The Australian Digital Inclusion Alliance launches to reduce the digital divide
Around three million Australians are not participating online and are being left behind in the digital age. The Australian Digital Inclusion Alliance (ADIA) believes all Australians should be able to make full use of digital technologies and is working together to reduce the digital divide.
More than 100 organisations have come together to accelerate action on digital inclusion with the launch of the Australian Digital Inclusion Alliance (ADIA).
The alliance was established by not-for-profit Infoxchange with support from Australia Post, Google and Telstra.
Today leaders from across the business, academic and community sectors joined to build momentum in addressing the digital inclusion challenges facing Australia.
The launch was also attended by government representatives including Hon Angus Taylor MP, Assistant Minister for Cities and Digital Transformation and Senator Sarah Hanson-Young.
"The ADIA seeks to harness the collective skills, knowledge and capabilities of organisations across the country to reduce the digital divide and enable greater social and economic participation for all Australians", says David Spriggs, CEO of Infoxchange and Chair of the ADIA.
At its heart, digital inclusion is about using online and mobile technologies to improve skills, enhance quality of life, educate, and promote wellbeing across the whole of society.
The Australian Digital Inclusion Index shows that while online participation is increasing across Australia, gaps continue to exist between those who are digitally included and excluded - linked closely to social exclusion and disadvantage.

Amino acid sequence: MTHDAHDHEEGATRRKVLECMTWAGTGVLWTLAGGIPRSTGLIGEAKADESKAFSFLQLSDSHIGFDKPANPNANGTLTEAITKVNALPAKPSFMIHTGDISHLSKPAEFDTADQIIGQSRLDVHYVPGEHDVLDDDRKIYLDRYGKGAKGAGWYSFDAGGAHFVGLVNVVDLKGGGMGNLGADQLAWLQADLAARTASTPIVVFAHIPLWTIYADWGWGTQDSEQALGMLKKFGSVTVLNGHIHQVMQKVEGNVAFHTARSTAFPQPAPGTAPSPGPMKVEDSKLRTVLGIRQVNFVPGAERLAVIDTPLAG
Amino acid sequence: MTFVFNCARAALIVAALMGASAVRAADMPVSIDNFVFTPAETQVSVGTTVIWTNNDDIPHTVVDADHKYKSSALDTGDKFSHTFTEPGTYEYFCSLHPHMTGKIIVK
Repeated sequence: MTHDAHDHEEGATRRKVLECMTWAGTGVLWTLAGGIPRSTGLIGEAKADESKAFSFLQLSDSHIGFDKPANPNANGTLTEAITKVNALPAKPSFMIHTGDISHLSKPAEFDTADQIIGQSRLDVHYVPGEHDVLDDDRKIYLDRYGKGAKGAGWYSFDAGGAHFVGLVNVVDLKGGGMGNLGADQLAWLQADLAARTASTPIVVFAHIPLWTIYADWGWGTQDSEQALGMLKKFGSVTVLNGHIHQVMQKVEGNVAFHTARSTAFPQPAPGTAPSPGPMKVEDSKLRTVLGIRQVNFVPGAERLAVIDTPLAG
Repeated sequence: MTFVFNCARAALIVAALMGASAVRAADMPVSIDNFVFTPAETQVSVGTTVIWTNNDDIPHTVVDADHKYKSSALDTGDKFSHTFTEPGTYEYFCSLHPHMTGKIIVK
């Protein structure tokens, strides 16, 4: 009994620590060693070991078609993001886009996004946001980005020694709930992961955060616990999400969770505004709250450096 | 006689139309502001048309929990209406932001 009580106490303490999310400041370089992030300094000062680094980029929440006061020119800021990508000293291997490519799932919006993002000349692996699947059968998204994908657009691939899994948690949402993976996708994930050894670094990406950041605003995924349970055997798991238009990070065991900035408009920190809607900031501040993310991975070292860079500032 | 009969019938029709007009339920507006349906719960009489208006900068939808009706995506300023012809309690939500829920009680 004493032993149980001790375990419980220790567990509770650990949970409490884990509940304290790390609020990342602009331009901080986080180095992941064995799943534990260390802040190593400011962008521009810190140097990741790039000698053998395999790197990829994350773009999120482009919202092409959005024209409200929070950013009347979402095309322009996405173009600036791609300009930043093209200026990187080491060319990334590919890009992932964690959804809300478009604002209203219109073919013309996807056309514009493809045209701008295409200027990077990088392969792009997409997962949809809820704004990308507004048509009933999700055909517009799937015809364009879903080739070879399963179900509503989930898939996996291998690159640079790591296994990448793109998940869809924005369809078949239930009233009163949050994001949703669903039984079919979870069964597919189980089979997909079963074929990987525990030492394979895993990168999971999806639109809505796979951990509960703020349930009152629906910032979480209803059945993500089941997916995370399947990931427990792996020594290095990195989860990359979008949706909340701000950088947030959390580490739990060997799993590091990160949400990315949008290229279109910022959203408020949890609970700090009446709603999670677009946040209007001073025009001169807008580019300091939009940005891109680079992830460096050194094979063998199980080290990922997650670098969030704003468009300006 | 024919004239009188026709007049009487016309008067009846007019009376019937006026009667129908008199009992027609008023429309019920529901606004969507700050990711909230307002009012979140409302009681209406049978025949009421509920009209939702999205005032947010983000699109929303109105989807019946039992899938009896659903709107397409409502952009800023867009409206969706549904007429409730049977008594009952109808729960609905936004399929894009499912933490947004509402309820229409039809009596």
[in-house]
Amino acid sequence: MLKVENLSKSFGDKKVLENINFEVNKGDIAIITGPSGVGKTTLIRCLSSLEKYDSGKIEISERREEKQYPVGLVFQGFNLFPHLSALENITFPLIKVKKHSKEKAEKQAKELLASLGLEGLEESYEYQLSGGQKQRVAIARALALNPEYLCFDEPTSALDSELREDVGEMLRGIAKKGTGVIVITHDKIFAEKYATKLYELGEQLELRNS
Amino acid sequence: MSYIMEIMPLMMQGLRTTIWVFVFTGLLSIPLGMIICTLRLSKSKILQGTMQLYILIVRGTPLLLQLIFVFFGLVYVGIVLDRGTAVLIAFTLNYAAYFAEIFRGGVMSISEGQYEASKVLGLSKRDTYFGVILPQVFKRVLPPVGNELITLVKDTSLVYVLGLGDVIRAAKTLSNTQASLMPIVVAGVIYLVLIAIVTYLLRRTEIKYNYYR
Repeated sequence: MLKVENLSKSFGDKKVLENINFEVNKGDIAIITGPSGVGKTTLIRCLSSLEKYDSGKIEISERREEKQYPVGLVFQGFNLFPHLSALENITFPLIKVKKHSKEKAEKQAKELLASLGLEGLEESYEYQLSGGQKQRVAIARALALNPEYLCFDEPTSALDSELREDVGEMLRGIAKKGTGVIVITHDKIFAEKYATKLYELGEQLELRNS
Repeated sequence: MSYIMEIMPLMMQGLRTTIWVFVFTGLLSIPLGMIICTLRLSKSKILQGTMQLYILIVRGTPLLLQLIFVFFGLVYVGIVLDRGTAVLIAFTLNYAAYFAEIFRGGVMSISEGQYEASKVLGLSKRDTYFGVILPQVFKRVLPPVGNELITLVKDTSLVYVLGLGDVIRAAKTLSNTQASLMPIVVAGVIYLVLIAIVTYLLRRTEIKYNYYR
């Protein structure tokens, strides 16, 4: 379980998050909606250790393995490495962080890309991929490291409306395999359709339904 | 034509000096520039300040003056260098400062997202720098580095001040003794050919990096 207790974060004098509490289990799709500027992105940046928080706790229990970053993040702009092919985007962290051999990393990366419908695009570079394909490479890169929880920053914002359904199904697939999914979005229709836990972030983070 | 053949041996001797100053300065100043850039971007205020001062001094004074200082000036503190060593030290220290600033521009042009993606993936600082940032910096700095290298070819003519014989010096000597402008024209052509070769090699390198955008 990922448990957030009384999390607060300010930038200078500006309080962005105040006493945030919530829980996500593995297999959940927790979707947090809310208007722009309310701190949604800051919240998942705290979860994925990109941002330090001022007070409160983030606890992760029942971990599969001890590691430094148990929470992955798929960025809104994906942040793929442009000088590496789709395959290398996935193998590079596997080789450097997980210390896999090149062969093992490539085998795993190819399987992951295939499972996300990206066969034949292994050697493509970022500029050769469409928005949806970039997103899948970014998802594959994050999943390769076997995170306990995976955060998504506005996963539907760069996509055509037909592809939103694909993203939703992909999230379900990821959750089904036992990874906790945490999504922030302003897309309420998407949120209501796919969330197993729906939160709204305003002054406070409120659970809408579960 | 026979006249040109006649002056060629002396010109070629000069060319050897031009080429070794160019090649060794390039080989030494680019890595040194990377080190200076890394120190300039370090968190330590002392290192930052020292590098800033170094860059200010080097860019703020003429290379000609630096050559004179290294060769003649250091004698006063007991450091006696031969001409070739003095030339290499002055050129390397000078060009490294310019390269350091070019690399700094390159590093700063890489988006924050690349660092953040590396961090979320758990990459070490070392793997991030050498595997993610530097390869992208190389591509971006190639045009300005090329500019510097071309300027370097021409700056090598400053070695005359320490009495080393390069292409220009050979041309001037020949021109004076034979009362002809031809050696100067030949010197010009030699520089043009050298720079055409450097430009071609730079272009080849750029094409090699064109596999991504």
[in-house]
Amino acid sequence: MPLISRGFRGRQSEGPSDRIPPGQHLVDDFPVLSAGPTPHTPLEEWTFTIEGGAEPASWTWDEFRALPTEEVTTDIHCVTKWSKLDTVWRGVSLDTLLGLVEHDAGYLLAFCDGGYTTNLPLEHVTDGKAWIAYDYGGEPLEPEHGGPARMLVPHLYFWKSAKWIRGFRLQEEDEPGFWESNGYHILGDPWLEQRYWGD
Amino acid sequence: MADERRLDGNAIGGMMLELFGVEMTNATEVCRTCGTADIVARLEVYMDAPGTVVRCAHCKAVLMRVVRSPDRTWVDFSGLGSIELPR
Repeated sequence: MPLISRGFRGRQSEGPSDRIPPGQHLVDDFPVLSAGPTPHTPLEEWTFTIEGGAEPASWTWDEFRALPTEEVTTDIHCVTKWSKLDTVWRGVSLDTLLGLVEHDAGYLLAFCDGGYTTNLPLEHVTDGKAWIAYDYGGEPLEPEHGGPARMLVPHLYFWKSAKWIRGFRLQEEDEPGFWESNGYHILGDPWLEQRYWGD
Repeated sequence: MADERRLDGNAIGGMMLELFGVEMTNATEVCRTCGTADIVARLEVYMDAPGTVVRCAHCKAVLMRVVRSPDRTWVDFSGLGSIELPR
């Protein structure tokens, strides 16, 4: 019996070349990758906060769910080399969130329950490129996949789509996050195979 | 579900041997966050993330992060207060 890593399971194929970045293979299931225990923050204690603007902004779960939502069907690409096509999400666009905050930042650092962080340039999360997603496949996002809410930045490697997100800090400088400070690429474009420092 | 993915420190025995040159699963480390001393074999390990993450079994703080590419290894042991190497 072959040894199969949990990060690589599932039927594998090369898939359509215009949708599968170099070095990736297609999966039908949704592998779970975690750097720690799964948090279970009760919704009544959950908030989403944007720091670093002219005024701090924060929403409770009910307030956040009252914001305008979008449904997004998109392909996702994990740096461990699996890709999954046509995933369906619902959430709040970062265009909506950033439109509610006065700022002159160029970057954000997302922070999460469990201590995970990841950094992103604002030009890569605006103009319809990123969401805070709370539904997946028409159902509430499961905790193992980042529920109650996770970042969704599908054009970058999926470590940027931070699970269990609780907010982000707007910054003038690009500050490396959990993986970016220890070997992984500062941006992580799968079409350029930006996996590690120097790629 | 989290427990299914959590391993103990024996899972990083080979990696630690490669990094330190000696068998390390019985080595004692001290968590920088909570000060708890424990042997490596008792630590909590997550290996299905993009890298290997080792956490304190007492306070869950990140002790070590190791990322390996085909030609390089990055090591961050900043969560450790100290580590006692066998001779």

People with low levels of income, education and employment, along with older Australians, people with disability, remote Indigenous communities and people in regional areas are more likely to be digitally excluded.
Dr Lisa O’Brien, CEO of The Smith Family, says thousands of Australian children don't have access to technology than many of us take for granted.
“There is a real risk the education gap for these children will increase if this “digital divide” is not well understood or systemically addressed," says Dr O'Brien.
"The gap doesn’t only relate to access to computers, tablets or phones, but also ability to afford broadband and a lack of digital skills support at home.”
While there are numerous digital inclusion initiatives across the country supported by business, government and community organisations, significant gaps remain.
The ADIA believes digital inclusion needs to be better addressed in public policy and innovative approaches need to be shared. Working groups within the alliance are being established to raise awareness and accelerate collective action in critical areas including affordability, digital ability and accessibility.
“Unless we work together with a strategic approach we won’t succeed in achieving an Australia where everyone can participate in the digital world,” says David Spriggs.
Cassandra Goldie, CEO of Australian Council of Social Service (ACOSS), says there are three million people living in poverty in Australia, and around the same number are digitally excluded from Australian life.
"It would be fairly safe to say there is some cross over here, and that giving a necessary hand up and reducing the number of people living in poverty will assist in increasing the accessibility of people to the digital world,” says Ms Goldie.